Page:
Asian ESG debt markets take a breath after record run

Although ESG and green debt activity in Asia may have slowed somewhat in 2022, it is now an established feature of the market

Following the substantial debt activity in the Asia-Pacific (APAC) region in 2021, a slowdown was to be expected for 2022, and yet, the region fared better than many others. For example, by the end of 2022, leveraged and non-leveraged loan issuance in APAC (excl. Japan) was down just 17% year-on-year, despite the fact that Q4 2022 was one of the lowest quarters for issuance in the region on Debtwire Par record.

Asian ESG (environmental, social and governance) and green finance issuance held just as strong against the rising headwinds. Sustainability-linked financings may have trailed the record-setting pace of 2021, but, by the end of 2022, it was clear that they are now a core part of the region’s debt markets.

Green and ESG-labeled debt has experienced transformative growth in APAC in the past three years in particular, evolving from a nascent relatively niche offering to a mainstream feature of loan and bond activity.

In 2021, issuance of green and ESG high yield bonds and syndicated and club loans surged to an all-time high of US$97.7 billion in APAC, according to Debtwire Par, as issuers responded to soaring institutional and retail investor demand for investment opportunities tethered to ESG and green outcomes.

According to Debtwire Par, this surge in activity marks a five-fold increase in issuance levels observed in 2020 (US$19.6 billion). The US$92 billion in issuance for 2022 remains substantially higher than pre-pandemic levels, with the market consolidating a significant portion of the huge gains made in 2021.

Synergies promoting increased demand

Investor appetite for green and ESG-labeled debt is being driven by a growing recognition that strong financial performance and best practice in areas such as climate change, environmental stewardship, and employee health and welfare, among others, are mutually beneficial.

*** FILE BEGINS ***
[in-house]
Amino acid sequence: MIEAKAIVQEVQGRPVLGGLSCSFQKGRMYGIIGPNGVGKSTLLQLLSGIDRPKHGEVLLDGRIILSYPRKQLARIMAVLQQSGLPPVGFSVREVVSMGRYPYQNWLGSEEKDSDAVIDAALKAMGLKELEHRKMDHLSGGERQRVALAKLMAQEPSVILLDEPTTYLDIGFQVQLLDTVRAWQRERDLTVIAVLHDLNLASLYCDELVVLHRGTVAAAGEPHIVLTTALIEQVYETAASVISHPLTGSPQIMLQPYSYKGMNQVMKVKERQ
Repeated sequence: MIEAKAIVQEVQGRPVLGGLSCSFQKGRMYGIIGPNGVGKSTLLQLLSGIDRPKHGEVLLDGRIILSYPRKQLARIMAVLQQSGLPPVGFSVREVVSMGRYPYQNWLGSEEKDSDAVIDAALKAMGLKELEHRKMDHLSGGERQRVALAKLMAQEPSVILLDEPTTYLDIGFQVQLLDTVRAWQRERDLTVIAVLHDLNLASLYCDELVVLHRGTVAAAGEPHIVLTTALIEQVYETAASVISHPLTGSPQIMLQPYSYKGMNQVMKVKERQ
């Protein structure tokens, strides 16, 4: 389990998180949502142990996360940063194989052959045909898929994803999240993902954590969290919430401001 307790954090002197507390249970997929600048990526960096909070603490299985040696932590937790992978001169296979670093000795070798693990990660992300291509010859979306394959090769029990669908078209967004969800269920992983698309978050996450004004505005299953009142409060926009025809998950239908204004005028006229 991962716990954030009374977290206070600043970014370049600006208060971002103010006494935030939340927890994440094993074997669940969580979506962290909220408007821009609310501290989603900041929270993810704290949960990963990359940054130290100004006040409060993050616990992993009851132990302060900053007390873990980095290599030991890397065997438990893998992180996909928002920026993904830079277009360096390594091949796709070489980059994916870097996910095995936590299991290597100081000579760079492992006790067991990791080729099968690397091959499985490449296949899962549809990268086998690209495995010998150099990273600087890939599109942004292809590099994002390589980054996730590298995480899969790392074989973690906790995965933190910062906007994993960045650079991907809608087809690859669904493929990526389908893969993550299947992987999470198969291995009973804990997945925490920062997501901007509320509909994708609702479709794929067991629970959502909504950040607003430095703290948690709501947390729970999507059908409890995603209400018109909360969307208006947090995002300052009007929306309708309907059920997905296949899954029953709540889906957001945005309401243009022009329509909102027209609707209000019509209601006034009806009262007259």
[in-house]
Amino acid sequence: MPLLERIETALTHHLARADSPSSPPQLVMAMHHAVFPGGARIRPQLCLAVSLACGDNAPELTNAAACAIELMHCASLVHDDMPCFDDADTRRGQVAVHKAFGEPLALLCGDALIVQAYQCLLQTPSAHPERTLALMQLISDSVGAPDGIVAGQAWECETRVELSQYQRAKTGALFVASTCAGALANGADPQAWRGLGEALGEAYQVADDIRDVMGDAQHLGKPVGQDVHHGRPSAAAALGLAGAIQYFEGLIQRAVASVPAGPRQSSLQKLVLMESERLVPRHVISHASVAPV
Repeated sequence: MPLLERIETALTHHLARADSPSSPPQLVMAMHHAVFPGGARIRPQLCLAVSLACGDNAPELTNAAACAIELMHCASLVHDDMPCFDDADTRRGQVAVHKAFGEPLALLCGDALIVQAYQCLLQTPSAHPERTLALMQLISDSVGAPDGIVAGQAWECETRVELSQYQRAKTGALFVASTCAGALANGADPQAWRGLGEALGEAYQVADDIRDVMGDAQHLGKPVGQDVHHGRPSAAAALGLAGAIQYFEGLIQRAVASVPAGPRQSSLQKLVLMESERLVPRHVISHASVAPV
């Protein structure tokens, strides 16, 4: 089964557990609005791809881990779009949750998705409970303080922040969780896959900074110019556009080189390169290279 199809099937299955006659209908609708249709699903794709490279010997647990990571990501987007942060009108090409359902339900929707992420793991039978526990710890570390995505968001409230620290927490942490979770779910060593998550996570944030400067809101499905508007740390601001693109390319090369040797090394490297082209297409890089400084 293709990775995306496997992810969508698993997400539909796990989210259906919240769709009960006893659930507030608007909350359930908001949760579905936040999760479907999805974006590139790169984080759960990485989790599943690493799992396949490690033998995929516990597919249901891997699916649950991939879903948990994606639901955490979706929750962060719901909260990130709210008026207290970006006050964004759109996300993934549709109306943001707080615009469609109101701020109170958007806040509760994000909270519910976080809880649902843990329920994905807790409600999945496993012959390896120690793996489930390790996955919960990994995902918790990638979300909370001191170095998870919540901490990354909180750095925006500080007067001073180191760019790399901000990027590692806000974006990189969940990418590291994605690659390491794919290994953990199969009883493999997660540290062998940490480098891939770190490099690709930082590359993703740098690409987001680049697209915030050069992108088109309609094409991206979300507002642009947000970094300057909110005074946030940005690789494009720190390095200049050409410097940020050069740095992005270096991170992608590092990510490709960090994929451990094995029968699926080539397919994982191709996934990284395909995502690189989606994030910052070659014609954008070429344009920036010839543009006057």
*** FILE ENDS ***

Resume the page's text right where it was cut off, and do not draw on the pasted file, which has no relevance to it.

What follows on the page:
In addition to growth in the traditional “use of proceeds” green and ESG finance market, where debt is made available only for specific projects that meet certain green, social or other sustainable criteria, the emergence of sustainability-linked debt facilities has provided a broader range of borrowers and issuers the opportunity to raise funds through loans and bonds with an ESG overlay.

Sustainability-linked debt packages specify a set of ESG key performance indicators (KPIs) that can be connected to various targets, including everything from emissions reduction to employee diversity. If KPIs are achieved, borrowers typically receive discounts on interest rate margins. If targets are missed, interest rate margins typically ratchet up, with the degree of such discounts and ratcheting dependent on whether the KPIs are achieved or missed.

Unlike traditional green loans (or bonds) where proceeds of the financings are to be used exclusively for recognized green projects, there are no such restrictions on how proceeds from sustainability-linked financing can be used. This has allowed companies across various sectors greater flexibility to raise funds through the debt markets while still linking their capital raising plans with ESG objectives, thus, significantly expanding the pool of borrowers and issuers as well as attracting demand from ESG-minded investors.

As momentum has grown, APAC borrowers have been able to secure substantial ESG-financing packages across a variety of loan types. In the past 12 months, Hong Kong-listed agrochemicals company Syngenta has secured a US$4.5 billion three-year syndicated sustainability-linked loan and real estate investment trust Link landed the largest sustainability-linked loan in the Asian real estate industry with a HK$12 billion raise.